If we submit to Scripture wholeheartedly, we too must be prepared to be reviled, mocked, and scorned; even by our Christian brethren and sistren. We will be unpopular; we will be pressured to change our ways to conform to the culture, to the hermeneutic, to the popular view; we may even be cast out of the local church for our loyalty to Scripture and Christ. But it is worth it. For, as James writes, “But He gives greater grace. Therefore He says: God resists the proud, but gives grace to the humble. Therefore, submit to God. But resist the Devil, and he will flee from you. Draw near to God, and He will draw near to you. Cleanse your hands, sinners, and purify your hearts, double-minded people! Be miserable and mourn and weep. Your laughter must change to mourning and your joy to sorrow. Humble yourselves before the Lord, and He will exalt you” (Jas. 4:6-10 – HCSB; emphasis mine). The “submit” here is once more voluntary. Glory only comes through submission.

Does God use not-submitted people? Certainly. Does practice that is pragmatic rather than biblical work for the growth of the church? Frequently. Does God use people who practice doctrine that goes against the clear meaning of Scripture to grow his Kingdom? Definitely. His Kingdom grows despite us. However, God is never pragmatic; that is the Devil’s bailiwick.7 God does it the right way every time, even though we cannot see it. That is what George Verwer calls “messy-ology”. We are called to submit to our Lord and Master Jesus Christ in everything, even if we disagree with it. He is God; we are not. And so, I will submit to what is in the plain reading of Scripture no matter how unpopular, painful, or how much I do not agree with it. For he is God, and I am not.

  • 1For clarity, in my definition, “the plain reading of the Bible text” will take into consideration the genre of the text (narrative, poetry, law, gospel, epistle), as well as to whom it was written, when in salvation history it was written, and where it fits in biblical theology. It accepts the standard historical-grammatical meaning of the text, understanding its original context, and applying it to ours through the lens of the completed revelation. This means that NT passages will receive greater weight in exegesis than OT ones and supposedly “culturally irrelevant” passages will still be exegeted and applied to today, no matter how popular or unpopular they may be.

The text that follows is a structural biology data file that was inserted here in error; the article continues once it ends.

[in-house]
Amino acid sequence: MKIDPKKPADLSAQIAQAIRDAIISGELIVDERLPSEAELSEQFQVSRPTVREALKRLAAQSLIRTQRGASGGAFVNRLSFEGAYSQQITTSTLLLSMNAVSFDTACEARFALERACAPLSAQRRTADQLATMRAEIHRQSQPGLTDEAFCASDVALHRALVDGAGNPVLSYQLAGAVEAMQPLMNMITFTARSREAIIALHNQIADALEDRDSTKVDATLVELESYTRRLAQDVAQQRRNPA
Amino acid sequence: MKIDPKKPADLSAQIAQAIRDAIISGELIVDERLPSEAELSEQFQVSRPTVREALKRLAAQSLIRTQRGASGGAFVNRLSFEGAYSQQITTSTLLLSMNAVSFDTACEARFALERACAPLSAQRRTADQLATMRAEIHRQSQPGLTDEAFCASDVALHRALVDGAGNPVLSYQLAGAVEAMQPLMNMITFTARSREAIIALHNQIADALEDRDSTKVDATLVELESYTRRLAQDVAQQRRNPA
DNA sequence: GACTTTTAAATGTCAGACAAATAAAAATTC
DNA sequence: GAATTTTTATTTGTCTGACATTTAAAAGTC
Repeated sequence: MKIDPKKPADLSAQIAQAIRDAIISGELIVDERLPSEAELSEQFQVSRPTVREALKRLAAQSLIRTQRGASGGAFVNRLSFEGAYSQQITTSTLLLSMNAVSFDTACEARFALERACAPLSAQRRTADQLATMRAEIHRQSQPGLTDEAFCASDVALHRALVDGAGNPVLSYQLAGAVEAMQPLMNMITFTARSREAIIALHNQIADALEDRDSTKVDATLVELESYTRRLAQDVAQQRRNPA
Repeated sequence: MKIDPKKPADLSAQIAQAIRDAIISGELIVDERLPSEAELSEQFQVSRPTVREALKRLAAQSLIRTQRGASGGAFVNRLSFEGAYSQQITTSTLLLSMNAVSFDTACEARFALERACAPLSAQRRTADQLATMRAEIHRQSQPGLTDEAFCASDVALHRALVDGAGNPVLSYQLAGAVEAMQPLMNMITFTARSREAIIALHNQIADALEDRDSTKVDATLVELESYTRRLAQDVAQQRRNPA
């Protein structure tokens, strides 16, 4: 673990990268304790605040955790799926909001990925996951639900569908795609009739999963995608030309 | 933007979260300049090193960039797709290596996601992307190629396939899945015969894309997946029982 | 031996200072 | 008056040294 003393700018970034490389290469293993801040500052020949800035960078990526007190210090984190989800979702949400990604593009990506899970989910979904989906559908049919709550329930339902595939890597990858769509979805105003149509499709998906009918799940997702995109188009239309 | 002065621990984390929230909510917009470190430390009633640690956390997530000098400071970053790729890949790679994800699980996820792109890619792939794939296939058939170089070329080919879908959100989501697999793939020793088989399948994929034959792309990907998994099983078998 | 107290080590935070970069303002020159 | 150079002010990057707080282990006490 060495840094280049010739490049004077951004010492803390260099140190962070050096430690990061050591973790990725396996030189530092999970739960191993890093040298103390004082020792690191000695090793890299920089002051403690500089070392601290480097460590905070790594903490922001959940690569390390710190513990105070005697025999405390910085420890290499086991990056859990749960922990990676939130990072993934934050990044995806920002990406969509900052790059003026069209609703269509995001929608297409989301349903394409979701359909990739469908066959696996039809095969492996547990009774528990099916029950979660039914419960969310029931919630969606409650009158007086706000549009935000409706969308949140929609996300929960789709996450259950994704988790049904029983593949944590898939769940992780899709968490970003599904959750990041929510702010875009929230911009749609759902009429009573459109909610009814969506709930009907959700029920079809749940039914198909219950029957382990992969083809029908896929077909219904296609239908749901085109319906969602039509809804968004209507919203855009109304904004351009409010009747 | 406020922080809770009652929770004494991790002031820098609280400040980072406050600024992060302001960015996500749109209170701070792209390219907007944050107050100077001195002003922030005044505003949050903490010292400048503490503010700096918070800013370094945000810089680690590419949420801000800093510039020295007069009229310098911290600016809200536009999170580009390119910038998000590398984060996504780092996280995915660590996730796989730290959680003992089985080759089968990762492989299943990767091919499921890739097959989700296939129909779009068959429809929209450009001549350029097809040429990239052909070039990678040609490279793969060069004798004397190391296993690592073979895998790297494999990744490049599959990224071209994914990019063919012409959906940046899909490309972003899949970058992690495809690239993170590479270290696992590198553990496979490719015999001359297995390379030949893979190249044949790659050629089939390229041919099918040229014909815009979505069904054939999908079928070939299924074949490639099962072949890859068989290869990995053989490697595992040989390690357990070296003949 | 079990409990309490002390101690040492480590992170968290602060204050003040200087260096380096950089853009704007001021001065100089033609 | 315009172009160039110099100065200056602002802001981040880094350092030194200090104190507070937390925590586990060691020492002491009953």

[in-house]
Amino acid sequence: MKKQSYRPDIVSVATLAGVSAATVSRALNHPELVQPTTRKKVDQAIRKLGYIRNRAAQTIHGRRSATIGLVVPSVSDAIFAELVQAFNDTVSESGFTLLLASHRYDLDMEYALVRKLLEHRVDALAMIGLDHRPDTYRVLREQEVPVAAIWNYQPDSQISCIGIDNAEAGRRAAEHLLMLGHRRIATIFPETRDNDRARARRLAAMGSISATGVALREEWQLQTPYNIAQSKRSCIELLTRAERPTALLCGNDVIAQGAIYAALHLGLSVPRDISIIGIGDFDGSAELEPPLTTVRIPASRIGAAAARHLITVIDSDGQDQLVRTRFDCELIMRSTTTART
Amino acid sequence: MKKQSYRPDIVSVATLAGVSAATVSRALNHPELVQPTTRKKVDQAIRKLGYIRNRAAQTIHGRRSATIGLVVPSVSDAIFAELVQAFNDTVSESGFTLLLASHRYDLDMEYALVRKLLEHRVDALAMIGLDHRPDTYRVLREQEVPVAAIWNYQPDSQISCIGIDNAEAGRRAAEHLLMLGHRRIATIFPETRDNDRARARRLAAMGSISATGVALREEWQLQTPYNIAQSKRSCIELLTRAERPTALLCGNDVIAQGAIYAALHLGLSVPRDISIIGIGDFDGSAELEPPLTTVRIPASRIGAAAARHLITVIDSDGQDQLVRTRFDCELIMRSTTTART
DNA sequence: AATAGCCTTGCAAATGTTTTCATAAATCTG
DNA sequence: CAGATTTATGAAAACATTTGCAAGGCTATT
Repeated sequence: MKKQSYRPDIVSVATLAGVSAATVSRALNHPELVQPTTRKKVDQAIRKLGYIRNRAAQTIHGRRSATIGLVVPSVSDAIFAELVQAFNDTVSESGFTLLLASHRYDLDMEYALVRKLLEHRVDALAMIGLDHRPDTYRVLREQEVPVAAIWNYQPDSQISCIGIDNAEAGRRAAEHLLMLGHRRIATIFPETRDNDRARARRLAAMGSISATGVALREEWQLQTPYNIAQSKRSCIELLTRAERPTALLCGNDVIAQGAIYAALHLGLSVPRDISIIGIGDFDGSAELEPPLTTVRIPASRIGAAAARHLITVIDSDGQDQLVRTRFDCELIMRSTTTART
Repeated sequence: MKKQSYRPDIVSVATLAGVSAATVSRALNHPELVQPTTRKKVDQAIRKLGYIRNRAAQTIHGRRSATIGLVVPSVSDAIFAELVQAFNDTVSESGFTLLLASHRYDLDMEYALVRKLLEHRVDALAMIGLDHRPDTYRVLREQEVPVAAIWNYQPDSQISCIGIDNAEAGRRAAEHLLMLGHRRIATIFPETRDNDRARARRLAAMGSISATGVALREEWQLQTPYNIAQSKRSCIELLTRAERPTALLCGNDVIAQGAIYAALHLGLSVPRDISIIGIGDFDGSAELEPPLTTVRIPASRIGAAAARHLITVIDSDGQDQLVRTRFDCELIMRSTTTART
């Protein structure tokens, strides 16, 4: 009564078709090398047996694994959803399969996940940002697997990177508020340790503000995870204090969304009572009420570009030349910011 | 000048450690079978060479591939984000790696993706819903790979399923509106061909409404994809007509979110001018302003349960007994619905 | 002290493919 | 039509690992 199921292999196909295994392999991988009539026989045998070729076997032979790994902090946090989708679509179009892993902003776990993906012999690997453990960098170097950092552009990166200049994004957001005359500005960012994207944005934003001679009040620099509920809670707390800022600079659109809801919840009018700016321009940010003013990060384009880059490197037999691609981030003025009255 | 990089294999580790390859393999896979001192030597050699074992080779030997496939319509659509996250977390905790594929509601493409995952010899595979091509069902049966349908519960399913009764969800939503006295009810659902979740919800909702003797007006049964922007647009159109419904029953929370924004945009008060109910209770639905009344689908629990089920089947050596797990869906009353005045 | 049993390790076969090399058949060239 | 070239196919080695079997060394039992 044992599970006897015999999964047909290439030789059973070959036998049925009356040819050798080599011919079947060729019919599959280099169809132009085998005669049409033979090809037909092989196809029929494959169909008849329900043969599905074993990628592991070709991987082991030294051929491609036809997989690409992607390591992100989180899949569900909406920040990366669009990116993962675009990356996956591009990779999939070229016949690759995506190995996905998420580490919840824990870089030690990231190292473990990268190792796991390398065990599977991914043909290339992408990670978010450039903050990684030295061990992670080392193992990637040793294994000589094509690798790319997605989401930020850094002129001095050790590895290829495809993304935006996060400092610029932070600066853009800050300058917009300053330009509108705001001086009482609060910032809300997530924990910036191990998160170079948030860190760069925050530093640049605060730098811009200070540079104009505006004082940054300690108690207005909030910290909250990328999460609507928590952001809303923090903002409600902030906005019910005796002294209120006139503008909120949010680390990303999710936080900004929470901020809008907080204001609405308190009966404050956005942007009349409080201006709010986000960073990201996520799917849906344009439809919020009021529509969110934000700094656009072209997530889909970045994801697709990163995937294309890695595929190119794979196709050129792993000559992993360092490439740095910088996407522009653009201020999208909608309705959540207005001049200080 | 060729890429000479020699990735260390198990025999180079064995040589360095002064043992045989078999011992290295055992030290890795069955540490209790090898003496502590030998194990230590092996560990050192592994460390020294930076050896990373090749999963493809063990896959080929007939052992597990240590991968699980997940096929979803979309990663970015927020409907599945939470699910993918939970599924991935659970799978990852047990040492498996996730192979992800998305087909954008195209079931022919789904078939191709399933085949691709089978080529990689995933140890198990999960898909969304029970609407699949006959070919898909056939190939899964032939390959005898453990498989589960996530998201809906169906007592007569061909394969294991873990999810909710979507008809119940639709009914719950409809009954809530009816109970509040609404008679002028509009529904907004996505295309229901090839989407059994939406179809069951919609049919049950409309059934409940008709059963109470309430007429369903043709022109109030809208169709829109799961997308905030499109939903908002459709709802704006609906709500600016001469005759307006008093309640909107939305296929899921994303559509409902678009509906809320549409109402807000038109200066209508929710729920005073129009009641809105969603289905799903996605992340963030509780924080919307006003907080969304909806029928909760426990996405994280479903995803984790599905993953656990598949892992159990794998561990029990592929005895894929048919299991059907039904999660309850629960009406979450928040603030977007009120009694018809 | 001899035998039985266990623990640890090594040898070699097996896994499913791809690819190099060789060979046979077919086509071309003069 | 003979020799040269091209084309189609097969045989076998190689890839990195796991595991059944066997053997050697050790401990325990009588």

• 2Rick Warren [@RickWarren], “My biggest regret in 53 years of ministry…”, Twitter, 2023-06-10 < > (accessed 2023-06-14).
  • 3Michael F. Bird, “CBMW’s Latest Hit Job on Aimee Byrd”, Word from the Bird, 2022-03-15 < > (accessed 2023-06-14).
  • 4Every article and book chapter I’ve read, whether written by proponents and opponents of women preaching and female eldership, agrees that the plain meaning of 1Co. 14:33-36 and 1Ti. 2:9-15 forbids women to preach to or lead mixed groups in the church.
  • 5Among these are also teachers like my mother, Beth Moore, Kay Arthur, June Hunt, Nancy Pearcy, and my Christian Ed teacher at Columbia International University.
  • 6Alexander Souter, “ὑποτάσσω”, A Pocket Lexicon to the Greek New Testament, (Oxford: Clarendon Press, 1917), p. 271.
  • 7“Pragmatism” here means the concept that if it works, we do it, without considering whether it is pleasing to God or not; i.e. the end justifies the means.

How to cite this document (MLA):

Diener, J.M. “The Struggle of Submitting to Scripture”. J.M. Diener’s Writings: Pondering the Master. June 2023. <http://default/ptm/the-struggle-of-submitting-to-scripture>. Accessed: Today’s date.